Why Is Mars Red But Earth Is Blue?

The grad students’ Crazy Theory Contest event at Al’s coffee shop is breaking up.  Amanda’s flaunting the Ceremonial Broom she won with her ‘Spock and the horseshoe crabs‘ theory.  Suddenly a voice from behind me outroars the uproar.  “Hey, Mars guy, I got questions.”

Jim looks up and I look around.  Sure enough, it’s Mr Richard Feder.  I start with the introductions but he barrels right along.  “People call Mars the Red Planet, but I seen NASA pictures and it’s brown, right?  All different kinds of brown, with splotches.  There’s even one picture with every color in the rainbow.  What’s with that and what color is Mars really?”

Jim’s a newly-fledged grad student so I step in to give him a chance to think.  “That rainbow picture, Mr Feder, did it have a circular purple spot about a third of the way up from the bottom and was it mostly blue along the top?”

“Yeah, sounds about right.”

“That’s a NASA topographic map, color-coded for relative elevations, purple for low areas to red high-up.  The blue area is the Northern Lowlands surrounding the North Pole, and that purple spot is Hellas Basin, a huge meteor crater billions of years old.  It’s about 5 miles deep which is why they did it in purple.  The map colors have nothing to do with the color of the planet.”

“About your question, Mr …. Feder is it?”

“Yeah, kid, Richard Feder, Fort Lee, New Jersey.”

“Good to meet you, sir.  The answer to your question is, ‘It depends.’  Are you looking down from space or looking around on the surface?  And where are you looking?  Come to think of it, when are you looking?”

“All I’m asking is, is it red or not?  Why make it so complicated?”

“Because it is complicated.  A few months ago Mars had a huge dust storm that covered the whole planet.  At the surface it was far darker than a cloudy moonless night on Earth.  From space it was a uniform butterscotch color, no markings at all.”

“OK, say there’s no dust in the air.”

“Take away all the floating dust and it almost wouldn’t be Mars any more.  The atmosphere’s only 1% of Earth’s and most of that is CO2 — clear and colorless.”

“So what would we see looking down at the surface?”

“Uh … you’re from New Jersey, right?  What color is New Jersey’s surface?”

<a little defensively> “We got a lot of trees and farms, once you get away from all the buildings along the coast and the Interstates, so it’s green.”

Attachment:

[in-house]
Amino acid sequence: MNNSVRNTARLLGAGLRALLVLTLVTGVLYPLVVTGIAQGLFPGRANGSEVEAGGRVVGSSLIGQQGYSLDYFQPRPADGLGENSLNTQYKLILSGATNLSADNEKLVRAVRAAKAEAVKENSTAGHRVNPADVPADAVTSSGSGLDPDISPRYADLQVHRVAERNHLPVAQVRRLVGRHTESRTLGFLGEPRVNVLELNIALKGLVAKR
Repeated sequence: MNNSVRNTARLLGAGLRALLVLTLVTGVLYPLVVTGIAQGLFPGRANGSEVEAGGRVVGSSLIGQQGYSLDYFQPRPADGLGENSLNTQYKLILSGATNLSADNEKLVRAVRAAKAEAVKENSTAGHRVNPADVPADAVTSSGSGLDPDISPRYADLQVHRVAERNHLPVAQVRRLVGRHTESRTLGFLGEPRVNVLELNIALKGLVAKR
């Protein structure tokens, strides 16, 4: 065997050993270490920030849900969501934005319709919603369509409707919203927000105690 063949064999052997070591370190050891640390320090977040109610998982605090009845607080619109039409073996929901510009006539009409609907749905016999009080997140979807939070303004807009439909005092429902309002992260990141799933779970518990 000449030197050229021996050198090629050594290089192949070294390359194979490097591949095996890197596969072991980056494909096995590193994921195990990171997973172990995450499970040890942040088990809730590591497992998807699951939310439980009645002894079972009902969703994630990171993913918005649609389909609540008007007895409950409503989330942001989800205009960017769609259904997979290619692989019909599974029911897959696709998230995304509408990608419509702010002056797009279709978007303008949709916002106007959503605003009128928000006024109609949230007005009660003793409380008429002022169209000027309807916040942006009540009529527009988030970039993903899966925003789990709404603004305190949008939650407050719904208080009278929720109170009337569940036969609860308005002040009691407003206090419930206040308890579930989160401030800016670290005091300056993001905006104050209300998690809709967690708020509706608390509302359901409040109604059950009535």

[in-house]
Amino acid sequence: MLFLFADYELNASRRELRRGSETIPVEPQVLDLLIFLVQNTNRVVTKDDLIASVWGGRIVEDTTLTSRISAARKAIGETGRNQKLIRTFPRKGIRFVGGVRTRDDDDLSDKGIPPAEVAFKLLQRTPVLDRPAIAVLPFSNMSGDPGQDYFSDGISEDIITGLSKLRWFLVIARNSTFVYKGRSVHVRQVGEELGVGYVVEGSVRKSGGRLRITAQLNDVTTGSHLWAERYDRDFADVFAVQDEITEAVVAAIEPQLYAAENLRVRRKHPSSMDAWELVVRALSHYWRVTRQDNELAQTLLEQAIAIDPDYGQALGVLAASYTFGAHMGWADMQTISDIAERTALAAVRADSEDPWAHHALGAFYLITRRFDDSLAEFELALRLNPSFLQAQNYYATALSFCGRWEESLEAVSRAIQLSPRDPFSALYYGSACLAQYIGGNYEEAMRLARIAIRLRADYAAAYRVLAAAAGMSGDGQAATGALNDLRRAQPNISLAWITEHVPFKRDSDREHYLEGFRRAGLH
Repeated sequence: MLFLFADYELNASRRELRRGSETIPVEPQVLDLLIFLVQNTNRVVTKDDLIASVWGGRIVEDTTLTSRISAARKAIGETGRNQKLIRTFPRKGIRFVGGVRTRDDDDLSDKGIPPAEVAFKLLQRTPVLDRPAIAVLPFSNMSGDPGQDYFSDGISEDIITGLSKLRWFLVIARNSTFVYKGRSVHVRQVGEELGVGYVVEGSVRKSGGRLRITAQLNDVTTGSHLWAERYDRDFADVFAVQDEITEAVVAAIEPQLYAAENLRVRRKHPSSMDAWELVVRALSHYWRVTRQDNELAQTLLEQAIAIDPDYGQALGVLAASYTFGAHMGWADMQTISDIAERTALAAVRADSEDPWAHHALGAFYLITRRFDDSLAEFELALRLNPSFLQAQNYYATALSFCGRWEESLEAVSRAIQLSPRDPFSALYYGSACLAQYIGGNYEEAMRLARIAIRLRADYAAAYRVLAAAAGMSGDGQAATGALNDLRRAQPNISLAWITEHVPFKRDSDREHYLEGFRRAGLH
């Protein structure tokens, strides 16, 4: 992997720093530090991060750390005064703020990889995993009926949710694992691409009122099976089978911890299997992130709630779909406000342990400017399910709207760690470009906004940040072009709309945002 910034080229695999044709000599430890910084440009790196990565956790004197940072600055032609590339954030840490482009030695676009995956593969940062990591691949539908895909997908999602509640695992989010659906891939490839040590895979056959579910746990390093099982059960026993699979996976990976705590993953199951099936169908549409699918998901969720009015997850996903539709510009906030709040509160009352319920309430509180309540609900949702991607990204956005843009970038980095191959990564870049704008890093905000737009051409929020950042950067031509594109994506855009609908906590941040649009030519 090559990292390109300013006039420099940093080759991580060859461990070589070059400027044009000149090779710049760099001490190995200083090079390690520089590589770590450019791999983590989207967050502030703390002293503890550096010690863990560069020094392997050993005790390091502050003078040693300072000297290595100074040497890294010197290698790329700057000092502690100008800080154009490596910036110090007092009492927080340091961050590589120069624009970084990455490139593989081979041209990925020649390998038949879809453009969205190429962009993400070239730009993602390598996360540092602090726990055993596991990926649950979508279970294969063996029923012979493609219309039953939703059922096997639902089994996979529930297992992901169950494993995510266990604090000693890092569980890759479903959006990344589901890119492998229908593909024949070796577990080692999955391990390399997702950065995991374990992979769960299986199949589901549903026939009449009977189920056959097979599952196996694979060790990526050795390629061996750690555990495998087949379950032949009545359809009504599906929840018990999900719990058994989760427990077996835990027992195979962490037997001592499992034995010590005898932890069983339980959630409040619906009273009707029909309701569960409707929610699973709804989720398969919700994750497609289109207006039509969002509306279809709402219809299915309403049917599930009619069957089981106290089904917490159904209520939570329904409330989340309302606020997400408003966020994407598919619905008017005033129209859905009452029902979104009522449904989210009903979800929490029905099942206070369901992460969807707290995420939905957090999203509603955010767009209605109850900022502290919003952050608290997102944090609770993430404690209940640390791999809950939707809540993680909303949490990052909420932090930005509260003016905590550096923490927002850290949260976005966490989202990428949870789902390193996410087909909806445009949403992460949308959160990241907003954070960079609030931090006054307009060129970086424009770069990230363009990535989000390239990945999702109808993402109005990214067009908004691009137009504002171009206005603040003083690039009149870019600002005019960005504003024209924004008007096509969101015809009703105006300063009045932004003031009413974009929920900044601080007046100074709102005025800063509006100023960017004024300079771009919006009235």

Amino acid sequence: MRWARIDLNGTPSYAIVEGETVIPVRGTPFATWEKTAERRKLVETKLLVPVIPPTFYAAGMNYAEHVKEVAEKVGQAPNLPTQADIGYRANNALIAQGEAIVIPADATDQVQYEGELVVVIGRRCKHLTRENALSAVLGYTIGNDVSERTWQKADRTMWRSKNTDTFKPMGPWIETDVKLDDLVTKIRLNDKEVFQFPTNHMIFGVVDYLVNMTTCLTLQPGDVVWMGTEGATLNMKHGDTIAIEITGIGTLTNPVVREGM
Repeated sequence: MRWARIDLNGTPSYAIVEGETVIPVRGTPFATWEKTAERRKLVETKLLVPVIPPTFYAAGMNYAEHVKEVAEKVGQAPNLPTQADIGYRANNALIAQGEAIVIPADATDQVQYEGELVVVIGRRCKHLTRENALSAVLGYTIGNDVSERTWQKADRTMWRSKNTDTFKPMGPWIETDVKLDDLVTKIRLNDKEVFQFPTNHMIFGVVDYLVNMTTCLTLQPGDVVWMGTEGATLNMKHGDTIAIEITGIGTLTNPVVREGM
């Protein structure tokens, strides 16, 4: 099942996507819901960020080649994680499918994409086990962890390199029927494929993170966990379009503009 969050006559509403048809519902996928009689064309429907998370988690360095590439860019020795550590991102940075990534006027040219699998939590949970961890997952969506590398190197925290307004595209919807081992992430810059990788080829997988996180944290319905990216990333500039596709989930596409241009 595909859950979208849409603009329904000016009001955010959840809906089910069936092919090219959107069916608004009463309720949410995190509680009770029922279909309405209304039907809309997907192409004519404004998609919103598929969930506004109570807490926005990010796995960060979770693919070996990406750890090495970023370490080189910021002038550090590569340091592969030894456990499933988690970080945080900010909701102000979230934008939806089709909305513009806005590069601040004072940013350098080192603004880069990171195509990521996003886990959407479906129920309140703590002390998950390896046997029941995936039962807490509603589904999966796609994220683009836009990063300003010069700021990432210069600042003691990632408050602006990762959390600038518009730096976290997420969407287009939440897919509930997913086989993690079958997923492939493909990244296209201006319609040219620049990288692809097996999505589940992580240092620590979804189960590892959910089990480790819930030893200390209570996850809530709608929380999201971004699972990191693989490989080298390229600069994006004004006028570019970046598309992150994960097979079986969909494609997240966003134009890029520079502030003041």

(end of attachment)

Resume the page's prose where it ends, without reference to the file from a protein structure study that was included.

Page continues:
“Mars doesn’t have trees, farms, buildings or roads.  What color is New Jersey underneath all that?”

“The farmland soil’s black of course, and the Palisades cliffs near me are, too.  Down-state to the south we got sand-colored sand on the beaches and clay-colored clay.”

“Mars has clay, the Curiosity rover confirmed that, and it’s got basalt like your cliffs, but it has no soil.”

“Huh? How could it not have soil?  That’s just ground-up rocks, right, and Mars has rocks.”

“Soil’s way more then that, Mr Feder.  If all you have is ground-up rocks, it’s regolith.  The difference is the organic material that soil has and regolith doesn’t — rotted vegetable matter, old roots, fungus, microorganisms.  All that makes the soil black and helps it hold moisture and generally be hospitable to growing things.  So far as we know, Mars has none of that.  We’ve found igneous, sedimentary and metamorphic rocks just like on Earth; we’ve found clays, hematites and gypsum that had to have been formed in a watery environment.  But so far no limestone — no fossilized shelly material like that would indicate life.”

“What you’re saying is that Mars colors look like Earth colors except no plants.  So why do astronomers call Earth a ‘pale blue marble’ but Mars is ‘the red planet’?”

“Earth looks pale blue from space.  The blue is the dominant color reflected from the 70% of Earth’s surface that’s ocean-covered.  It’s pale because of white light reflected from our clouds of water vapor.  Mars lacks both.  What Mars does have is finely-divided iron oxide dust, always afloat above the surface.”

“Mars looks red ’cause it’s atmosphere is rusty?”

“Yessir.”Earth and Mars

~~ Rich Olcott

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